My second point is based on the flawed nature of Gross Domestic Product (GDP) as the sole indicator of human well-being. GDP is a constructed measure based on income only, and does not take into consideration any negative expenses or reduction in capital (McConnell et al., 2005). That is like saying my own personal well-being is based only on the income I earn and has nothing to do with the size of my expenses, debts, or draw-down of my assets. GDP does not take into account the impact of any social or environmental degradation in its calculations. More comprehensive measures of our overall well-being, like the Genuine Progress Indicator (GPI), are under development and include environmental and social conditions as part of their metric (McGuire, Posner, & Haake, 2012). These indicators illustrate that there is more to human well-being than economic factors, and that some social and environmental measures are either flat or declining as economic indicators increase.

My third point references the idea of natural capital and planetary boundaries, and also addresses the apparent paradox of environmental degradation and the improvement of human well-being in the industrial age. In 2005 the United Nations sponsored Millennium Ecosystem Assessment concluded that we have greatly depleted the Earth’s natural capital and continue to do so in an unsustainable fashion (Dryzek, 2013). Since then, the idea of planetary boundaries have been proposed that identifies nine biogeochemical and biophysical characteristics that have associated tipping points (Rockström, et al., 2009). Passing these tipping points would trigger a change of state that would have large implications for humans and the environment. Tying these two concepts together, we can consider the example of a family who has been left a large financial inheritance. While they live very well in a large house with all of the comforts they desire, they are not very good stewards of their money and their capital is steadily being depleted. As its value decreases, so does its ability to generate income from interest until a point is crossed where the family is directly drawing down their capital assets and can no longer afford the life they have become accustom to. So it is with our environmental assets, where we—the developed nations—will continue to prosper on the natural capital of the Earth, until a point is passed that triggers a collapse of the very systems that support us.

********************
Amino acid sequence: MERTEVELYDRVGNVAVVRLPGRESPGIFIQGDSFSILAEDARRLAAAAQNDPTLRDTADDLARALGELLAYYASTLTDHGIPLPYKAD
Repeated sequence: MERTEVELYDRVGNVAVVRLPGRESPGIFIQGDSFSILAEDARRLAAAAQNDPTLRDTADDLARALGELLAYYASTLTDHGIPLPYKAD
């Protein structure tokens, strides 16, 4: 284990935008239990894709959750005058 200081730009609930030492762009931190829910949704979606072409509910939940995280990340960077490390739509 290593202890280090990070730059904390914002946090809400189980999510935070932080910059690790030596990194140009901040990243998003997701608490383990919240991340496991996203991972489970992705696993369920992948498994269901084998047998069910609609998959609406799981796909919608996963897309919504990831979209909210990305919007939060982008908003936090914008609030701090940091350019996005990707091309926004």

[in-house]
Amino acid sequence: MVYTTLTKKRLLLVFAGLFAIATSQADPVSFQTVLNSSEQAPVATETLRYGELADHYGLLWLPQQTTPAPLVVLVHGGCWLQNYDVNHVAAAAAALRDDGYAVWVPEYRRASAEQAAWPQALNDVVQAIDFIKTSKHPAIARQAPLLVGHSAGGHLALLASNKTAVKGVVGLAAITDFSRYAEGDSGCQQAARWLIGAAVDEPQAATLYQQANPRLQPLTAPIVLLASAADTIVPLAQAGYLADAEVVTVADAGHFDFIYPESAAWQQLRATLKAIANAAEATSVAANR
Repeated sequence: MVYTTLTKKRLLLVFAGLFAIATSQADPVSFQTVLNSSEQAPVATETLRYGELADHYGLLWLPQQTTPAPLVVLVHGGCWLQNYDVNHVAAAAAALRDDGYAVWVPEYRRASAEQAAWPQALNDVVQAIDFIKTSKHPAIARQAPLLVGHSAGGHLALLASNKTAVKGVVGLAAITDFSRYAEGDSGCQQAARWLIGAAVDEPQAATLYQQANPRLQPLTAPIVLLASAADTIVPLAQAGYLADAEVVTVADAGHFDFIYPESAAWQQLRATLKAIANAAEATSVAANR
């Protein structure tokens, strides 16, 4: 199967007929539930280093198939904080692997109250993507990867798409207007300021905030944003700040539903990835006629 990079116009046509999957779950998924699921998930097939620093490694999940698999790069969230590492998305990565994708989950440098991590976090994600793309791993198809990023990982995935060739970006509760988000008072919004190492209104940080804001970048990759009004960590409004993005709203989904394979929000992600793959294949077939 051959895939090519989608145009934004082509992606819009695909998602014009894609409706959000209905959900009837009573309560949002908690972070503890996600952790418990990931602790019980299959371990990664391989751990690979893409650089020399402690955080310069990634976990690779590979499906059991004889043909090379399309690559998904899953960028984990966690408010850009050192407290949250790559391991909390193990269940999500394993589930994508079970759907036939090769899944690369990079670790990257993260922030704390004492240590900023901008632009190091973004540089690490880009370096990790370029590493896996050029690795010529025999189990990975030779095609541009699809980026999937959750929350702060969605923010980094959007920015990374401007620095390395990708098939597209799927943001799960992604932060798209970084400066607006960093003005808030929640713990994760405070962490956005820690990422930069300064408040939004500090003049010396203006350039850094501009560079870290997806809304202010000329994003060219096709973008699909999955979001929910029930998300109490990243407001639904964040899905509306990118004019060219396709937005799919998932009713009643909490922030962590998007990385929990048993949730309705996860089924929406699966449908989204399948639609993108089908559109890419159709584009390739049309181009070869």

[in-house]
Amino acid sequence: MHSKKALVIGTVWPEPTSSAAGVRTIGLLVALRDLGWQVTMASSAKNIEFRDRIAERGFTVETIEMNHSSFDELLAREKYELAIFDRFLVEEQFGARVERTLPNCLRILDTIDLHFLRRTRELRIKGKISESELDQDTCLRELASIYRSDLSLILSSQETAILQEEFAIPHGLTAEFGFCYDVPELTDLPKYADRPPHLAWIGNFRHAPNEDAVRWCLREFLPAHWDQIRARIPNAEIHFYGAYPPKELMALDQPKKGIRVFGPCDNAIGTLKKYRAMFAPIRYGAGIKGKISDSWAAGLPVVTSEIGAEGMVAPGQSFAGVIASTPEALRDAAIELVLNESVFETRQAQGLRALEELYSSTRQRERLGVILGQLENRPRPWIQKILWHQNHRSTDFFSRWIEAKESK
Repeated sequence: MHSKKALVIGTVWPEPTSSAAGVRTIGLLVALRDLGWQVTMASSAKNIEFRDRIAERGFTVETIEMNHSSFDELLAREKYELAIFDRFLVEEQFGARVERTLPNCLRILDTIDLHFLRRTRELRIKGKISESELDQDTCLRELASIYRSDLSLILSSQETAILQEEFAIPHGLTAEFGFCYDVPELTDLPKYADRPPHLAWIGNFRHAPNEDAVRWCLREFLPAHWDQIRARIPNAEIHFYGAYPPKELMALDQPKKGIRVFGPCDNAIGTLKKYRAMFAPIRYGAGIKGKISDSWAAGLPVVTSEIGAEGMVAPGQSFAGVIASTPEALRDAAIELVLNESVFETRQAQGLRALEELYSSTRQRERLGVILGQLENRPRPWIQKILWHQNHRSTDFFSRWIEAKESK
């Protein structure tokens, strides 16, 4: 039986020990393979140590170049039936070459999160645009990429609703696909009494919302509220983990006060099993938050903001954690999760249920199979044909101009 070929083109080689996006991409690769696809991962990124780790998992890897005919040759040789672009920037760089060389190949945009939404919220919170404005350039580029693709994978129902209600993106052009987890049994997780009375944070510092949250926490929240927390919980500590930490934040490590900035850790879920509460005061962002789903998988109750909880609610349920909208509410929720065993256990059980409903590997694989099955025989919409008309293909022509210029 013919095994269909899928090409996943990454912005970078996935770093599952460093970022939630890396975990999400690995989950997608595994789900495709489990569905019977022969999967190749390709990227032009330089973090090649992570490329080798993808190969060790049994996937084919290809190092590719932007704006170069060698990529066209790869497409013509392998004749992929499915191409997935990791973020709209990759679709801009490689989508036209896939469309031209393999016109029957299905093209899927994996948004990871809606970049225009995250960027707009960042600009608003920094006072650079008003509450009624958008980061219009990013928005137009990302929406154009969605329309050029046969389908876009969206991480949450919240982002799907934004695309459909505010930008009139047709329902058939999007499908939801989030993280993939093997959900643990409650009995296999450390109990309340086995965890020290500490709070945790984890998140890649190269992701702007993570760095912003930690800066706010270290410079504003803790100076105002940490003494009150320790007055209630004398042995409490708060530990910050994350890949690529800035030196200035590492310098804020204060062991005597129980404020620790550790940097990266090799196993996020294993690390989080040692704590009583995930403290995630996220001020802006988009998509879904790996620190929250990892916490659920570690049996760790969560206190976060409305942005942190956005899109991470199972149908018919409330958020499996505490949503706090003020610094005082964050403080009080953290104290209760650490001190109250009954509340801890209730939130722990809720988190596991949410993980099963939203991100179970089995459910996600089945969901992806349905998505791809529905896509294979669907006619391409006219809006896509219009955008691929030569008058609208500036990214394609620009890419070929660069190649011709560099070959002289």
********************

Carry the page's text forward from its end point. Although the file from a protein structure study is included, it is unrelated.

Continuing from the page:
From these examples it should be clear that environmental protection should take precedence, even in a time of economic recession. As a civil society, this is the level of protection we have so far agreed to; from an economic perspective, GDP is a very poor indicator of human well-being; and from an environmental perspective, we must become better stewards of the natural capital we have inherited.



  • Dryzek, J. S. (2013). The politics of the Earth: environmental discourses (3rd ed.). Oxford: Oxford University Press.
  • Hanna, K. (2010). Transition and the Need for Innovation in Canada’s Forest Sector. In B. Mitchell (Ed.), Resource and environmental management in Canada: addressing conflict and uncertainty (4th ed.). Don Mills, Ont. ; New York: Oxford University Press.
  • McConnell, C., Brue, S., & Barbiero, T. (2005). Macro Economics (10th Canadian.). Toronto, ON: McGraw-Hill.
  • McGuire, S., Posner, S., & Haake, H. (2012). Measuring Prosperity: Maryland’s Genuine Progress Indicator | Solutions. The Solutions Journal, 3(2), 50–58.
  • Paehlke, R. (2009). The Environmental Movement in Canada. In D. L. VanNijnatten & R. Boardman (Eds.), Canadian environmental policy and politics (3rd ed.). Oxford University Press.
  • Rockström, J., et al. (2009). Planetary Boundaries: Exploring the Safe Operating Space for Humanity. Ecology and Society, 14(2). Retrieved from